Lynn Austin. Until We Reach Home. Minneapolis: Bethany House Publishers, 2008. See here to buy the book.
As I was reading this book, I thought to myself more than once, “This book is Christy-Award worthy.” Lynn Austin has written a lot of books. Many of them have received Christy Awards (wikipedia says that Lynn Austin “holds the record for most Christy Awards won: eight”), and many of them have not. Overall, the ones that won Christy Awards left a stronger impression on me than the ones that did not. The exception to this would be All Things New, her novel about Reconstruction in the post-Civil War American South (see my book write-up here). That book left a strong impression on me, even though it did not win a Christy Award.
It turns out that Until We Reach Home did win a Christy Award!
Until We Reach Home is set in the nineteenth century, and it is about three Swedish girls, Elin, Kirsten, and Sofia. Their mother died years before, and their grieving father then committed suicide, which brought shame to the three girls in their town in Sweden. The three girls were then raised by their Uncle Sven, who sexually abused Elin. Elin wants to protect her two sisters, so she arranges to travel with them to Chicago.
Overall, while the three sisters interact with and care for each other, they strike me as rather independent. Kirsten, for example, has her own life. In Sweden, she was close to her brother Nils and his friend Tor, and she hung out with them a lot. She had a romantic relationship with Tor. Throughout the book, it is almost as if the three sisters share space and interact with each other, and even offer opinions about each other, yet they have their own secrets, problems, experiences, personalities, and destinies.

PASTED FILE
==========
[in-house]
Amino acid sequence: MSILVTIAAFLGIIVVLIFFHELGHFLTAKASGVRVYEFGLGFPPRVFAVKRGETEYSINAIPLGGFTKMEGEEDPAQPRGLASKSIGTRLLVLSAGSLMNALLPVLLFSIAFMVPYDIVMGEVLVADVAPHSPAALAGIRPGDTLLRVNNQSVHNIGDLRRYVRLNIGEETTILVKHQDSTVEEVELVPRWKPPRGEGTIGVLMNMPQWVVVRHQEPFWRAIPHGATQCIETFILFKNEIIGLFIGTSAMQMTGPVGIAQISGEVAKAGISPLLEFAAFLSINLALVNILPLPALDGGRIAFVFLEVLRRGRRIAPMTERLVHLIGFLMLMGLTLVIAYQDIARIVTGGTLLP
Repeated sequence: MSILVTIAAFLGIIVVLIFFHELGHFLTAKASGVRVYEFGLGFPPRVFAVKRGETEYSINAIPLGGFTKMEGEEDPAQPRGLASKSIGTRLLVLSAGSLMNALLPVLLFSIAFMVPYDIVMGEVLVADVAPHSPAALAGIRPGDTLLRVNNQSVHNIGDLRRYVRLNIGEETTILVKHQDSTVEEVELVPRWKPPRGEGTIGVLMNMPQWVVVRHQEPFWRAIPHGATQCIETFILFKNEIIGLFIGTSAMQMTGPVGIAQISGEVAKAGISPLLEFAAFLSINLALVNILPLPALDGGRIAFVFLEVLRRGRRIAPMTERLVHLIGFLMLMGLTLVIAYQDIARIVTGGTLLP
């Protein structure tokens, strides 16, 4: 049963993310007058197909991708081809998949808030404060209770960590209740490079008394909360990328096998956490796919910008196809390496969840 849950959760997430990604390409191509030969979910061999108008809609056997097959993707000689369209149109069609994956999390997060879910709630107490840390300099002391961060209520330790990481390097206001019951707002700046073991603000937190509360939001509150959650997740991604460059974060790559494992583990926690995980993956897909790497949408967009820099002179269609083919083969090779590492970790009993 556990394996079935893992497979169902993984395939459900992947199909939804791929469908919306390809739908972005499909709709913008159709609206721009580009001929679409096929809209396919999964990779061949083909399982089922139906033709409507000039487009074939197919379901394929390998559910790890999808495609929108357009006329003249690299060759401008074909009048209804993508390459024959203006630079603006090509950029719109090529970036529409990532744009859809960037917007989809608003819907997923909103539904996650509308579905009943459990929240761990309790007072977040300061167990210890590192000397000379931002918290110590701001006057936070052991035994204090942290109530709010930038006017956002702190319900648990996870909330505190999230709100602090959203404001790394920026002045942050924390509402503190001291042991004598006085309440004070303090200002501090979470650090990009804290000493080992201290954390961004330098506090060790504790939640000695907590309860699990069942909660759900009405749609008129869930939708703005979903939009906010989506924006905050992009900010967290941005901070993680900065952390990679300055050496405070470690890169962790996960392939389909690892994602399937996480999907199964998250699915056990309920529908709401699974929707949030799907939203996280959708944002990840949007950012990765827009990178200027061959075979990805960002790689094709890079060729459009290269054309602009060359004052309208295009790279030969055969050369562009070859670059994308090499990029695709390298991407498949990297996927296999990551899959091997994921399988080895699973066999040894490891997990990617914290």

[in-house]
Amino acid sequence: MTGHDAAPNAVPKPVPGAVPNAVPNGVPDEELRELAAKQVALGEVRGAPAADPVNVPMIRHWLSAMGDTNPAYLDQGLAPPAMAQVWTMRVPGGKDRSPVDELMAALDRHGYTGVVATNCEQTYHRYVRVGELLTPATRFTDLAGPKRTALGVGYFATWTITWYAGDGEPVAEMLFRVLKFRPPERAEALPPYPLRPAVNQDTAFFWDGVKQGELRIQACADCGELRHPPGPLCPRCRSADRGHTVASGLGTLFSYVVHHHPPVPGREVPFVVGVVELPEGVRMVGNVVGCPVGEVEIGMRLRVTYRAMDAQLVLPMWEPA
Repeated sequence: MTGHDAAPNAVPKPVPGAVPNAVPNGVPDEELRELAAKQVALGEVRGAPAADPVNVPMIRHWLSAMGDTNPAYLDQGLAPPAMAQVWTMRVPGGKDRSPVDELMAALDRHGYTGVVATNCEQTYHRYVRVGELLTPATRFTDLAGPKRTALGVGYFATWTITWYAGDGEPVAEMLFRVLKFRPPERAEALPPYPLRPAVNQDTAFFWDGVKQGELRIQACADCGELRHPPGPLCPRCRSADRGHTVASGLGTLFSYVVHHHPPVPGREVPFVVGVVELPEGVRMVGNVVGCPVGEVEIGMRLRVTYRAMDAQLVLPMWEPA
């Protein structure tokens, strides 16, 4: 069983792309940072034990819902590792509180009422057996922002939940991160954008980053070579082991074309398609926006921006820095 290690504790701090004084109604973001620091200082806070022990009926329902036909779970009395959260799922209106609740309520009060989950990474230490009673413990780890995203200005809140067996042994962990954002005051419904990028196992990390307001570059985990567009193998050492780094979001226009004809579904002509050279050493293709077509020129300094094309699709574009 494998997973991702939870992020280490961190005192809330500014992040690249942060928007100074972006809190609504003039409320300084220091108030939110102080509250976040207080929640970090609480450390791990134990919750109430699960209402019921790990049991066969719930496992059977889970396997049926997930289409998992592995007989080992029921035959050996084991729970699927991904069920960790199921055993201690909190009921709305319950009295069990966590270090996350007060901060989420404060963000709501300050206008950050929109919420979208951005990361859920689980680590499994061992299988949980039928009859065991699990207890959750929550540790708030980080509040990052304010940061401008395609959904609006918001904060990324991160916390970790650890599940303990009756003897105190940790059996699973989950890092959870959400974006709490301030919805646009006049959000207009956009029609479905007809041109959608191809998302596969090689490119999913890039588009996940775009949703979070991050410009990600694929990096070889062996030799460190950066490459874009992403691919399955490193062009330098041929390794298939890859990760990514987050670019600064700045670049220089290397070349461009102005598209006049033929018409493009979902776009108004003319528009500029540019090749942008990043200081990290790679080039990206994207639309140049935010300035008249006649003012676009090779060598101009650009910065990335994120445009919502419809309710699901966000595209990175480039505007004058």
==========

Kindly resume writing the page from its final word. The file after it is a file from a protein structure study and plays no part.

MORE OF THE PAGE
The book was slow for about a hundred pages, but it picked up when we (the readers) learned that Kirsten is pregnant with Tor’s baby. The Ellis Island officials do not allow single pregnant women to become U.S. citizens, for they fear that the women will become dependent on the state, so Kirsten contrives a story to get into the country, and she hides her pregnancy from her sisters. In the course of the book, the three sisters experience the less-than-glowing hospitality of their aunt, work for a rich cranky old woman who is not so tough underneath, and find their unique destinies.
What I enjoyed about the book was the suspense that I felt in wondering how everything would turn out. What would happen, for example, once the sisters learned each other’s secrets? Near the end of the book, the three sisters are wondering where they will live and work, and each sister finds a different solution: Elin’s plan is for the three sisters to travel to Wisconsin, where Elin would marry a man with whom she has corresponded; Kristen’s plan is to marry a local newspaperman, and her sisters would live at his place; and Sofia’s plan is to get a job singing at the local theater, and the sisters would live together in an actor’s apartment. The three sisters clash on their plans, but then they go their separate ways. And yet, that is not the end, for a new development places a potential roadblock in Elin’s plan, and Kirsten has to iron out difficulties and challenges in her marriage. The book had strong protagonists, and I was happy for them when they succeeded and found happiness.